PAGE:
In the separation system, however, it has been found that the complex-forming metal ion component having silver-containing ions therein may be rendered less effective over prolonged use due to the reduction of the silver-containing ions to elemental silver by light or a variety of mild reducing agents that may be encountered in the system. The selectivity and separation ability of the membrane decreases as the complexing silver-containing ions are reduced to their elemental state. In the present invention, however, these problems are alleviated by including hydrogen peroxide in the complex-forming, silver-containing ion solution. The novel membrane-liquid barrier combinations of this invention employing the complex-forming, silver-containing ion solution with the hydrogen peroxide are advantageously used in separation processes in which the hydrogen peroxide retards reduction of the silver-containing ions, enhances membrane selectivity, and results in superior processes which may be carried out at high feed capacities over prolonged periods of time. In addition, the separation processes of this invention are less costly than those operating without hydrogen peroxide in the liquid barrier, since shut-downs for membrane reactivation are less frequent and complex-forming metal component material costs are correspondingly decreased.
In the olefin separation method of the present invention the hydrogen peroxide is in the liquid barrier in an amount sufficient to significantly retard reduction of the complex-forming, silver-containing ions to their elemental state, and this amount usually serves to enhance prolonged separation selectivity in the process. Generally, the amount of hydrogen peroxide is a minor amount, say at least about 0.01 weight percent and often up to about 10 weight percent, preferably about 0.1 weight percent to about 3 weight percent, based on the weight of the barrier solution.
The amount of water in the liquid barrier employed in this invention may be a minor portion of the liquid phase, but preferably is a major portion or even essentially all of the liquid, on a complex-forming, silver-containing ion component-free basis. Thus, small or minor amounts of water, say as little as about 5 weight percent, on a complex-forming, component-free basis in the liquid phase may serve to provide significant transport of the material to be separated across the liquid barrier. Generally, there may be from about 10 weight percent up to about 90 weight percent water, preferably about 20 weight percent up to about 60 weight percent, based on the weight of the barrier solution. Any other liquid present in the barrier is preferably water-miscible and should be chosen as not to have a substantial deleterious effect on the separation to be accomplished. The liquid barrier may also contain a hygroscopic agent, e.g., in a minor amount, to improve the wetting or hydrophilic properties of the liquid and provide better contact with the feed gas. Further, additional water-soluble salts, preferably NO3 - or BF4 - -containing salts, e.g., their sodium salts, may be included to increase the ionic strength of the solution.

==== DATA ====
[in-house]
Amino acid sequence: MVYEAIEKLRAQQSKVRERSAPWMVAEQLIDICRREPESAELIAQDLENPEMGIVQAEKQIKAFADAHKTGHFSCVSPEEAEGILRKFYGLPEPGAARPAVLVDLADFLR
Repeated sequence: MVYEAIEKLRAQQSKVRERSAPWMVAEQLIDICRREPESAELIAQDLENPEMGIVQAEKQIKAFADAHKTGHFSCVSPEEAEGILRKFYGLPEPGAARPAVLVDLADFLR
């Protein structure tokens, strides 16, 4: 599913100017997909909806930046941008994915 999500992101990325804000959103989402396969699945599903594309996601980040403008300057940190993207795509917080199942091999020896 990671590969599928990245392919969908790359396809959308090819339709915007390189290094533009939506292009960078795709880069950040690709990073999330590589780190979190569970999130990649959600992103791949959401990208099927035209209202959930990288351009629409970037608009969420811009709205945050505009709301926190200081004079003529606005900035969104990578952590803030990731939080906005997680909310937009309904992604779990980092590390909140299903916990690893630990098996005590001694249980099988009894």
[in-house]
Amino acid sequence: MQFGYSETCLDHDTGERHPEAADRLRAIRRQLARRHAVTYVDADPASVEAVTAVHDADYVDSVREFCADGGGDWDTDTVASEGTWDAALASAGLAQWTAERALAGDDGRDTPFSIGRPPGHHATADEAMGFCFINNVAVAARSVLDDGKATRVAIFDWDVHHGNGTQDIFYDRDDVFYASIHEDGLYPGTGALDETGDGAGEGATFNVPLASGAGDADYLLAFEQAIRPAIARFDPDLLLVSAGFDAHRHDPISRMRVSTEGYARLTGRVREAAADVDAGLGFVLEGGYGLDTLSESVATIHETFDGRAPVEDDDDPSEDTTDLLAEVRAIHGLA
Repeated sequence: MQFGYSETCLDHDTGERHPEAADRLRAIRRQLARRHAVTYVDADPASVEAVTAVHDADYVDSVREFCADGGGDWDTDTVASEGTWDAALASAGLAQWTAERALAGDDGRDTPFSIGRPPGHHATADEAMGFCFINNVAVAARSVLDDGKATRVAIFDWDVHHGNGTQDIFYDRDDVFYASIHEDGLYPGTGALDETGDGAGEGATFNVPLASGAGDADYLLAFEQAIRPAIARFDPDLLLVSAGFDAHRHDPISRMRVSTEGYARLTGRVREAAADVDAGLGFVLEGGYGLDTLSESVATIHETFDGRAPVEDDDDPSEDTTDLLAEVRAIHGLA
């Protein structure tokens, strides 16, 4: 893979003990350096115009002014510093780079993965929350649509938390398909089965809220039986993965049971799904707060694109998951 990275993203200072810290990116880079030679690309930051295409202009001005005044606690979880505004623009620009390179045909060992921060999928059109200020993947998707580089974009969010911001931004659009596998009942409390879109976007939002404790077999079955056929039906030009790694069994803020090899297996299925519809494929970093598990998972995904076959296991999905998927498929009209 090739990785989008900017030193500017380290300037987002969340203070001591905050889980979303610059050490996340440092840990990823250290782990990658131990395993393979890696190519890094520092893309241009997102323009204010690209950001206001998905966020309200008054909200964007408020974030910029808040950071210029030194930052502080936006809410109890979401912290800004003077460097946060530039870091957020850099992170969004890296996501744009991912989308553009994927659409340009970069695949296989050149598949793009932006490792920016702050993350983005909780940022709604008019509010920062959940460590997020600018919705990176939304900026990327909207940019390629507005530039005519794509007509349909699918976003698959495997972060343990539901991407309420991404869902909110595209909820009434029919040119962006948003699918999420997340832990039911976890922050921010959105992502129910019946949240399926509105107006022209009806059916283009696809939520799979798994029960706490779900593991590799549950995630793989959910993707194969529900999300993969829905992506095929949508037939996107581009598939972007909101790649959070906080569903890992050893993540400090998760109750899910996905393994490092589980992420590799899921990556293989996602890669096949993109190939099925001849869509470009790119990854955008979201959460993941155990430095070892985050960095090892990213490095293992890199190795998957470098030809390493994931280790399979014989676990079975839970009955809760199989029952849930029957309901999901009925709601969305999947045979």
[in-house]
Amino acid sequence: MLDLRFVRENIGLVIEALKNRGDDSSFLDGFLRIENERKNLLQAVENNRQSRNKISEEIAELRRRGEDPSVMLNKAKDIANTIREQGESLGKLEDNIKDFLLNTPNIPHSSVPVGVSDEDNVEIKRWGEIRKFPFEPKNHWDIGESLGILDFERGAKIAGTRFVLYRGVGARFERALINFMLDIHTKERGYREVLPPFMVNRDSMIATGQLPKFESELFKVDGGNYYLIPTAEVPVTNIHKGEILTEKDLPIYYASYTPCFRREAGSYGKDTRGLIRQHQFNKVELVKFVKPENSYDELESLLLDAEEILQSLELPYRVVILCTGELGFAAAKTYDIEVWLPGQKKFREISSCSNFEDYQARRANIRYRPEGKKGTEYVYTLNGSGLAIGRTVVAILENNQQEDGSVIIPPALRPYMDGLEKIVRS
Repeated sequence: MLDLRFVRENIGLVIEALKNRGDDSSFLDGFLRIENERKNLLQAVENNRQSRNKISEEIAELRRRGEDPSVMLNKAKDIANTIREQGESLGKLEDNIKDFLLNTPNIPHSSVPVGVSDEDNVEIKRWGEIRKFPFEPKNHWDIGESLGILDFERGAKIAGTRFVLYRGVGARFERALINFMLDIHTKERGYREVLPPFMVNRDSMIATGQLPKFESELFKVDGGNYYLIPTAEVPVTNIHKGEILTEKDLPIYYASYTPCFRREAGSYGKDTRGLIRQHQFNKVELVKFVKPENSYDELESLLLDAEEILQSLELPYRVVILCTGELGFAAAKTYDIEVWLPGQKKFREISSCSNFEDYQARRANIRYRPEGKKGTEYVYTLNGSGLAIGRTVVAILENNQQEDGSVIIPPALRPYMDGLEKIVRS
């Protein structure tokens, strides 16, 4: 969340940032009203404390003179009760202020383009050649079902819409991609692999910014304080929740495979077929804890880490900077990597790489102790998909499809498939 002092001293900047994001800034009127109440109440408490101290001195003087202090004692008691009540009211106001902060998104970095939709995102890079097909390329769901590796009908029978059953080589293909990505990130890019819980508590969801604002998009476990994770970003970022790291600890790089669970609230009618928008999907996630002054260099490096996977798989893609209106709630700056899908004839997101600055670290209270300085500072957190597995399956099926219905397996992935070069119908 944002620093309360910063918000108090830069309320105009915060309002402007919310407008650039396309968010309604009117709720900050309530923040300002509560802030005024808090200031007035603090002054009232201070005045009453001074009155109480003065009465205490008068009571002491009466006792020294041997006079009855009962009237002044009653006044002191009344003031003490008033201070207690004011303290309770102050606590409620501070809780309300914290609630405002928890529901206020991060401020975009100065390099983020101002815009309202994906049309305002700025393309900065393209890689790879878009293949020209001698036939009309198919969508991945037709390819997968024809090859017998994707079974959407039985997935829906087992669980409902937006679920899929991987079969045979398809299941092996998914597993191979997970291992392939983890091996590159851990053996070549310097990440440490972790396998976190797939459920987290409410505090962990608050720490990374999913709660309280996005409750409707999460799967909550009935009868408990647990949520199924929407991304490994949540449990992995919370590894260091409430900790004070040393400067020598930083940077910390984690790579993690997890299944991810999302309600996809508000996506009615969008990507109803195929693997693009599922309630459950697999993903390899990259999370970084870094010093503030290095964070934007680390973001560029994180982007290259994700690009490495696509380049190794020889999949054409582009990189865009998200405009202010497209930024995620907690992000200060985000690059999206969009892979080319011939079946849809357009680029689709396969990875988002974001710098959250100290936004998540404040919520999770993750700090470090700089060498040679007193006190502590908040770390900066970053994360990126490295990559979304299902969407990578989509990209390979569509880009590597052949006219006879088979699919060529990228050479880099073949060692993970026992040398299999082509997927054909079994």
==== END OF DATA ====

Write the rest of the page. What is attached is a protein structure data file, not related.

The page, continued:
When hydrophilic semi-permeable membranes are used in this invention they can be provided with the complex-forming, silver-containing ions by impregnation of the film with an aqueous solution containing the ions, and the hydrogen peroxide may be included therewith or may be added by impregnation or supplied in both of these ways. By using a small differential pressure across the film, impregnation may be enhanced, but one must be careful not to rupture or otherwise deleteriously affect the physical integrity of the film. Alternatively, the complex-forming component can be placed within the membrane of this invention by using a liquid solution to form the film, said liquid solution containing both the film-forming material and the complex-forming, silver-containing ion component dissolved in the solution. Thus, the solution may contain liquid solvent which may include water, liquid organic or inorganic solvent or combinations of such materials. The solvent can be formulated so that the film-forming material and complex-forming component will be soluble in the liquid phase to provide a relatively homogeneous film-forming composite. This solution is then used to make the essentially solid, semi-permeable membrane by an appropriate film-forming technique such as casting.
In those instances in which film-forming constituents may be detrimental to the hydrogen peroxide or in which the film-forming constituents may be detrimentally affected by the hydrogen peroxide, the hydrogen peroxide should be added to the film membrane after it has been formed. This may apply, for example, in some instances where a solvent other than water is employed for the film-forming constituents. Membranes containing the complex-forming metal component may be stored in a dry state and subsequently wetted before use. In this case it may be desirable to include the hydrogen peroxide in the wetting solution in an effective amount rather than in the original film-forming solution. Additionally, the hydrogen peroxide or a solution containing the hydrogen peroxide, and/or the complex-forming metal component may be fed to the liquid barrier either intermittently or continuously from either the inlet or the outlet side of the membrane, or both, during use or between periods of use. Advantageously, when a solution containing both the hydrogen peroxide and the complex-forming component, e.g. water containing, for example, from about 0.1 to 3% hydrogen peroxide and about 2 to 6 molar AgNO3, is fed to the membrane system, metallic silver, which might be undesirably present in the membrane, may be removed. Thus, such undesirable silver deposits are dissolved or inhibited by treating the membrane in this manner, and silver metal which has formed can thereby be removed.